Tuesday, March 29, 2005


"What always happens," she said. "You have a hard, terrible winter; then it ends."
by Frederick Busch

How is the weather where you are?

The past two weeks have been hot, the hottest since I arrived, with the thermostat reaching past 90. With this heat (though, perhaps, not because of it) a sense of anxiousness has arrived. No, not quite anxiousness, I am just not sure what it is.

Last night, sitting at a dinner table in my hogar, one of the Tías set down a plate of food in front of me and told me it was for another Tía. In other words, or really without words, that I was not welcome to sit there. Why? We don´t have assigned seats, no one had been sitting there before me, I had sat there on other nights. I didn´t ask. I have learned that the answers to these questions aren´t worth hearing.

It had been a long day at school, at hogar one of the kids had thrown my eyeglasses on the ground, and another had pinched me. I just couldn´t handle anything more. And so I left. I got up without saying a word, grabbed my lousy dinner (a spoonfull of greenish scrambled eggs, a dab of cold beans, and a cotton-ball-sized hunk of cheese) and went to my room, holding back tears all the way.

Besides being hot, this is how my past two weeks have been. Small things representing big problems, overwhelming problems, ones I cannot solve. I am realizing that the biggest lessons I will learn this year aren´t about speaking Spanish and working with kids. This year is about learning how to fail, how to be humble.

It sounds so romantic, "I am volunteering at an orphanage in Honduras, teaching struggling kids." All of us volunteers came with some kind of light in our eyes--be they stars or city lights or the glowing end of a cigarette. Whether we admit it or not, we were all hoping for a few Dead Poet´s Society moments. They´re not going to happen, these moments. I might make a difference here--I hope I do--but I will likely never know it. My life here is the opposite of romantic and, lately, not very rewarding.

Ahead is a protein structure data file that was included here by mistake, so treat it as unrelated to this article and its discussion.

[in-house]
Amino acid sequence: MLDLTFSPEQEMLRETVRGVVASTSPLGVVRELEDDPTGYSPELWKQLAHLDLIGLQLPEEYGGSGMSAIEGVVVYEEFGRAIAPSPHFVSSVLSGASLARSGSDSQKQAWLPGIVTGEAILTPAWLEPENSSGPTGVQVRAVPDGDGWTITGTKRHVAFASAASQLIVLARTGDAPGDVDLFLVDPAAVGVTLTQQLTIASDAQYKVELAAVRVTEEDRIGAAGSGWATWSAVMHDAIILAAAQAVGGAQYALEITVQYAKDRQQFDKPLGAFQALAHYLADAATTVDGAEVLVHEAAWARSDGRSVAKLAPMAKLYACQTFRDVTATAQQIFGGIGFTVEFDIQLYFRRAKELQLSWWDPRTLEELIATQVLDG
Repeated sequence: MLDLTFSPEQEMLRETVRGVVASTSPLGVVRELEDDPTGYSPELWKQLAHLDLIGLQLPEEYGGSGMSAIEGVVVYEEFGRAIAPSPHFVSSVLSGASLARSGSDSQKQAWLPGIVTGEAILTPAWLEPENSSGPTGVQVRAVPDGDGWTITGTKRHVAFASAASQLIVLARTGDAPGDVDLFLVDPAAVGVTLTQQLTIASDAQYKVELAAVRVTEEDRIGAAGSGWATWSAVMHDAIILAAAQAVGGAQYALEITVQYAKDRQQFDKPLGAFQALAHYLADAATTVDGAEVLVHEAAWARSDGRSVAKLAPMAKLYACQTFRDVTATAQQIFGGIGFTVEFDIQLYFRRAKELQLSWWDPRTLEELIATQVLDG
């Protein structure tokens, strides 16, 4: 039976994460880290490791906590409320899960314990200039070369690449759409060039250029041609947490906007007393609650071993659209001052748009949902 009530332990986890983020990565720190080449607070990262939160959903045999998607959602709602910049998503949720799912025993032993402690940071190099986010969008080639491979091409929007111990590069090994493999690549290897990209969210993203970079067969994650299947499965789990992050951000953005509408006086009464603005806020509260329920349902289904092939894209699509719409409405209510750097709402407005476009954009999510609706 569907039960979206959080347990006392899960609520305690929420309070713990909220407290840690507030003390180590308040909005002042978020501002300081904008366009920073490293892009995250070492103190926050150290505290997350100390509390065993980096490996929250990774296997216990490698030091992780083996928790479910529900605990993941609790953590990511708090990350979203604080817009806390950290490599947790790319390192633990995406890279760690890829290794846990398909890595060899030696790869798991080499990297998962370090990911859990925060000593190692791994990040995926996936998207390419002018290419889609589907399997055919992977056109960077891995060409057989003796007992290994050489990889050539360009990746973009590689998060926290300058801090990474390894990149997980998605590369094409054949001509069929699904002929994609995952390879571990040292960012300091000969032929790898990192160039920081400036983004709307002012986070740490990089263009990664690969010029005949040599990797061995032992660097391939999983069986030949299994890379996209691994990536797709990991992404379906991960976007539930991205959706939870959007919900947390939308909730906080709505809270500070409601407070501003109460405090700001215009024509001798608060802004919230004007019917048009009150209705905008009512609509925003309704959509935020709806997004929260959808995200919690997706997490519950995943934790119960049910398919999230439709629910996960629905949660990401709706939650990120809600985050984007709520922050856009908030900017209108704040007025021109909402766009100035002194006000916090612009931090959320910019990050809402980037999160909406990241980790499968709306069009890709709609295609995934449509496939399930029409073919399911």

If I were in Wisconsin, I would be waiting for the warmer air and icy daffodils of spring. Here, on the Ranch, we are waiting for the rain. We are waiting for relief. And I am waiting for my winter to end.


Anonymous Anonymous said...

One of my Professors once told me that life is sometimes like looking for a clear radio station, you have to pass thorugh some static to get to the music.

You'll get through the static, I know you will.

11:46 PM  
Anonymous Anonymous said...

I wish I could be there to have a chat with that Tia!!!! - I am very proud of you Amelia and love you and know you can rise above the fracas of humanity because "you know where you are going and if anyone wants to follow you, you will be glad to show them the way"

1:05 PM  
Anonymous Anonymous said...

About 62 F and mostly cloudy. Expect 40 - 60% chance of thunder storms Thursday 31st and Friday the first, followed by a bright and sunny Sunday to cheer me up again.


update: more thunderstorms expected next week. sigh.

9:15 PM  
Anonymous Anonymous said...

I love when you say you are learning to fail and learning to be humble. Both are powerful lessons and your path through life will be much more satisfying if you are in the process of learning those qualities (because you are never done learning them). Be open to the other lessons coming your way. Some you may not realize until much later, but you will realize them. Life is a present, and you are busy untying the ribbons. Enjoy the gift inside!!

5:20 PM  
Anonymous Anonymous said...

The Lord...will satisfy your needs in a sun -scorched land....You will be like a well-watered garden, like a spring whose waters never fail. Isaiah 58:11 NIV

The love of the Father is like a sudden rain shower that will pour forth when you least expect it, catching you up into wonder and praise.
Richard Foster

I pray God pours His blessings on you today!

1:53 PM  

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